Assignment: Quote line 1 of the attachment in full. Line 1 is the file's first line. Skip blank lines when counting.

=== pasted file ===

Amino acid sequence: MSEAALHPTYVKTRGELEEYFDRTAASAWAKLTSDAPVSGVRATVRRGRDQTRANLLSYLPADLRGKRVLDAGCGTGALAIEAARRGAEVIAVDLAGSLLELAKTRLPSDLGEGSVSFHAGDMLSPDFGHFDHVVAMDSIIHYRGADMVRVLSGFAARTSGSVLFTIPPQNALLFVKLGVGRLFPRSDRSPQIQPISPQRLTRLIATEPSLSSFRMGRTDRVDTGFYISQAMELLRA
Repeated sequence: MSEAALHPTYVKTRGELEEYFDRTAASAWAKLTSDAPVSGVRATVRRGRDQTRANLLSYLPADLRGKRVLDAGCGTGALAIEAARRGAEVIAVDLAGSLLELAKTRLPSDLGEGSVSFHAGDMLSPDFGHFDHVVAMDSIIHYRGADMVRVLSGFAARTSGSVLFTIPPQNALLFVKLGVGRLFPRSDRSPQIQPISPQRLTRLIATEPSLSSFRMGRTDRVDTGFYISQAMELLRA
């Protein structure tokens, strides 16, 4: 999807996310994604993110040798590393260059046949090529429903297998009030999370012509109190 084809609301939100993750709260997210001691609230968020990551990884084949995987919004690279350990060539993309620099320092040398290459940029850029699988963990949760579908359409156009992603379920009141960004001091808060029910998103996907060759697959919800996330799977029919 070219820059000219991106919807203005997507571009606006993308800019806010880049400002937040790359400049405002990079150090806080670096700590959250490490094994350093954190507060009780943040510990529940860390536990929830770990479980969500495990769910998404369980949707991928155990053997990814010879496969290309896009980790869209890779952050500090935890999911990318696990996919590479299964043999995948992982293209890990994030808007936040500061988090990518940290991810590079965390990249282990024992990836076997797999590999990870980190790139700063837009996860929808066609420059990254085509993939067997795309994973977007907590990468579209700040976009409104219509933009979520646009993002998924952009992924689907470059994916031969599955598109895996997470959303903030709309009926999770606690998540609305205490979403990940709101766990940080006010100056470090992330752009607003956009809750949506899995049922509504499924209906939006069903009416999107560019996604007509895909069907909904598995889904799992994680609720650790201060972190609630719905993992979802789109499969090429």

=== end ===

Amino acid sequence: MSEAALHPTYVKTRGELEEYFDRTAASAWAKLTSDAPVSGVRATVRRGRDQTRANLLSYLPADLRGKRVLDAGCGTGALAIEAARRGAEVIAVDLAGSLLELAKTRLPSDLGEGSVSFHAGDMLSPDFGHFDHVVAMDSIIHYRGADMVRVLSGFAARTSGSVLFTIPPQNALLFVKLGVGRLFPRSDRSPQIQPISPQRLTRLIATEPSLSSFRMGRTDRVDTGFYISQAMELLRA